The suffix -co is almost certainly the Nahuatl locative, turning the word into a place name. All Nahuatl names ending with either a "co" or "ca" refer to "place" or "serpent." In this case, "Mexico" makes reference denoting the "place of the bearded serpents," since it notes the place of the inhabitants, the Mexica. "Mexica" and "Mexico" have as their foundation the name "Meexicanoob" in the Mayan language. "Meex" means beard, the "i" is from the Nahuatl "ihuitl," for feathers, and "ca," or "co," in this case refers to the Serpent. "The Serpent with the beard of feathers" is thus a reference to the Feathered Serpent, Quetzalcoatl, who was also the Sun, who was a serpentine symbol in Nahuatl and Mayan thought, and the "beard of feathers" makes reference to the rays of the Sun. This is the native Mexican explanation for the names Mexica and Mexico.

Phonetic evolution

The Nahuatl word Mēxihco, pronounced [meːˈʃiʔko], was transliterated as "Mexico" using Medieval Spanish orthography, in which the x represented the voiceless postalveolar fricative ([ʃ], the equivalent of English sh in "shop"). At the time, Spanish j represented the voiced postalveolar fricative ([ʒ], like the English s in "vision", or French j today). However, by the end of the fifteenth century j had evolved into a voiceless palato-alveolar sibilant as well, and thus both x and j represented the same sound ([ʃ]). During the sixteenth century this sound evolved into a voiceless velar fricative ([x], like the ch in Scottish "loch"), and México began to be pronounced [ˈmexiko].[17]

Given that both x and j represented the same new sound (/x/), and in lack of a spelling convention, many words that originally had the /ʃ/ sound, began to be written with j (e.g. it wasn't uncommon to find both exército and ejército used during the same time period, even though that due to historicity, the correct spelling would have been exército). The Real Academia Española, the institution in charge of regulating the Spanish language, was established in 1713, and its members agreed to simplify spelling, and set j to represent /x/ regardless of the original spelling of the word, and x to represent /ks/. (The ph spelling underwent a similar removal, in that it was simplified as f in all words, e.g. philosophía became filosofía.)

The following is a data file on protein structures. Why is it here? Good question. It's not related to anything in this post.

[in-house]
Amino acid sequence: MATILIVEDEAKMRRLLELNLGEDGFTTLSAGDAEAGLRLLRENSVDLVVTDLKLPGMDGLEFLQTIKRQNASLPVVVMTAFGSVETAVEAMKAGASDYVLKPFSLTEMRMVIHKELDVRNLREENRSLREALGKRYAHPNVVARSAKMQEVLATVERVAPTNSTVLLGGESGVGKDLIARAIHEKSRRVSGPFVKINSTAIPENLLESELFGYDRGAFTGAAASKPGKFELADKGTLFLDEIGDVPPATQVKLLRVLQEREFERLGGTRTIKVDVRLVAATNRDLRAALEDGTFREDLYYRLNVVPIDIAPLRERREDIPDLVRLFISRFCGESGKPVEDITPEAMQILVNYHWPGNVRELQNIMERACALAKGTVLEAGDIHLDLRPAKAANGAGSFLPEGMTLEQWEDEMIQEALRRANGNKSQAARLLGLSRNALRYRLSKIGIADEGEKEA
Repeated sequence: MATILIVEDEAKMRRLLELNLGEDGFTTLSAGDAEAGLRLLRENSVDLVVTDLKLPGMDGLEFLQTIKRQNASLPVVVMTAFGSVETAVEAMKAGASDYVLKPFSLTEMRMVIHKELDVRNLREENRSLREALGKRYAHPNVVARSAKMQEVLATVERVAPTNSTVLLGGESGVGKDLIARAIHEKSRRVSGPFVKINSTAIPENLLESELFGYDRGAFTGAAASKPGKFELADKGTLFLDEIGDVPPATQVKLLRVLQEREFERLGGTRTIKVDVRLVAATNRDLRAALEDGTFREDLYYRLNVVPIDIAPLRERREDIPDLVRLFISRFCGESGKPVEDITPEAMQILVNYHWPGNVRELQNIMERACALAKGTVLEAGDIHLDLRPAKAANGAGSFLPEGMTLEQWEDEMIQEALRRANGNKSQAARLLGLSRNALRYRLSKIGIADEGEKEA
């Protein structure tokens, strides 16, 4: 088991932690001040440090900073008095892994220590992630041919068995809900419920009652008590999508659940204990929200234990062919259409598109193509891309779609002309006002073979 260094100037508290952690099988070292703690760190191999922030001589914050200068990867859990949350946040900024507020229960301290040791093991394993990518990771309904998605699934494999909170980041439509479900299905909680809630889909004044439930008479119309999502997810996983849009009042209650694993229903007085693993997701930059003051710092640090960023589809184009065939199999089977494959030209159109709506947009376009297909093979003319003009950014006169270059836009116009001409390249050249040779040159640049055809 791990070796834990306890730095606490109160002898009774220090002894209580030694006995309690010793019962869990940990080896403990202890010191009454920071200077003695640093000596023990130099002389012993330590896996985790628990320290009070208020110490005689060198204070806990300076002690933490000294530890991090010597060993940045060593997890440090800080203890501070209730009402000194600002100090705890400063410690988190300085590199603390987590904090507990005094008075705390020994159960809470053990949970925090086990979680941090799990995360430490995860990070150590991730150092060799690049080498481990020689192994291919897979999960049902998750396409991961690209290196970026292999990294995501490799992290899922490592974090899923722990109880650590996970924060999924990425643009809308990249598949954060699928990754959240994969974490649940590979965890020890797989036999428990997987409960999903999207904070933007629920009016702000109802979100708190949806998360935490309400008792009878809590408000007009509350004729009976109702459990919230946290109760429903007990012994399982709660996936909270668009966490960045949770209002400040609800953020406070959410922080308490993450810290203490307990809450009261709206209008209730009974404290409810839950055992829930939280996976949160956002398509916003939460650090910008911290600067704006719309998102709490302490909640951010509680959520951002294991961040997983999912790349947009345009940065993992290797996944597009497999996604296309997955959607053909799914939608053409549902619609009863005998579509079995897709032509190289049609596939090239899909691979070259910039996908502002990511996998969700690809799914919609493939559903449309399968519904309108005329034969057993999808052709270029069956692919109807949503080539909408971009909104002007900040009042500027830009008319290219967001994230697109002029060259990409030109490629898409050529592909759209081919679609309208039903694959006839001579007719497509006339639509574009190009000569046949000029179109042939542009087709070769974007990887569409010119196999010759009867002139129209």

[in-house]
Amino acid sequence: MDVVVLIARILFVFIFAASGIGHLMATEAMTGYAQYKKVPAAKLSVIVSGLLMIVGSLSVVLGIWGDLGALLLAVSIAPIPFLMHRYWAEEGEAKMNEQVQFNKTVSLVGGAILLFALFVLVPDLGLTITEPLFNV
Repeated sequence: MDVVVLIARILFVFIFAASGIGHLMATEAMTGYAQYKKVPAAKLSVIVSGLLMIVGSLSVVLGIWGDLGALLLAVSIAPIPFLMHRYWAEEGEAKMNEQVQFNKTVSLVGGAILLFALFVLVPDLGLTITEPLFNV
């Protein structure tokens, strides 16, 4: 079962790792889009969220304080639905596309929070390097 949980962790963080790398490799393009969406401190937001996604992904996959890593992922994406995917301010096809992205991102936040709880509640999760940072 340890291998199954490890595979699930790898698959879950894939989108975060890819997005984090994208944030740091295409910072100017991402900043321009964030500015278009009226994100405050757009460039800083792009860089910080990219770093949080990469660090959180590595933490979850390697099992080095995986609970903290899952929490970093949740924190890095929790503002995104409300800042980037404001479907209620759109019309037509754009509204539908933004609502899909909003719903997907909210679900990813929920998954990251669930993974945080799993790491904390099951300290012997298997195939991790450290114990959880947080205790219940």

Nevertheless, there was ambivalence in the application of this rule in Mexican toponyms: México was used alongside Méjico, Texas and Tejas, Oaxaca and Oajaca, Xalixco and Jalisco, etc., as well as in proper and last names: Xavier and Javier, Ximénez and Jiménez are spelling variants still used today. In any case, the spelling Méjico for the name of the country is little used in Mexico or the rest of the Spanish-speaking world today. The Real Academia Española itself recommends the spelling "México".

In present-day Spanish, México is pronounced [ˈmexiko] or [ˈmehiko], the latter pronunciation used mostly in dialects of the Caribbean and some places in South America where [x] has become a voiceless glottal fricative ([h]). In English, however, the x does not represent either the original sound [ʃ] or the modern sound [x], but the spelling pronunciation [z] at the beginnings of words and [ks], [ɡz], or [kʃ] in other positions; thus Mexico is pronounced /ˈmɛksɨk/ in English.

Normative spelling in Spanish

Mexico is the predominant Spanish spelling variant used throughout Latin America, and universally used in Mexican Spanish, whereas Méjico is used infrequently in Spain and Argentina. During the 1990s, the Real Academia Española recommended that México be the normative spelling of the word and all its derivatives, even though this spelling does not match the pronunciation of the word.[18] Since then, the majority of publications adhere to the new normative in all Spanish-speaking countries even though the disused variant can still be found.[19] The same rule applies to all Spanish toponyms in America, and on some occasions in the Iberian Peninsula, even though in most co-official or regional languages of Spain (Asturian, Leonese and Catalan), the x is still pronounced [ʃ].

References

See also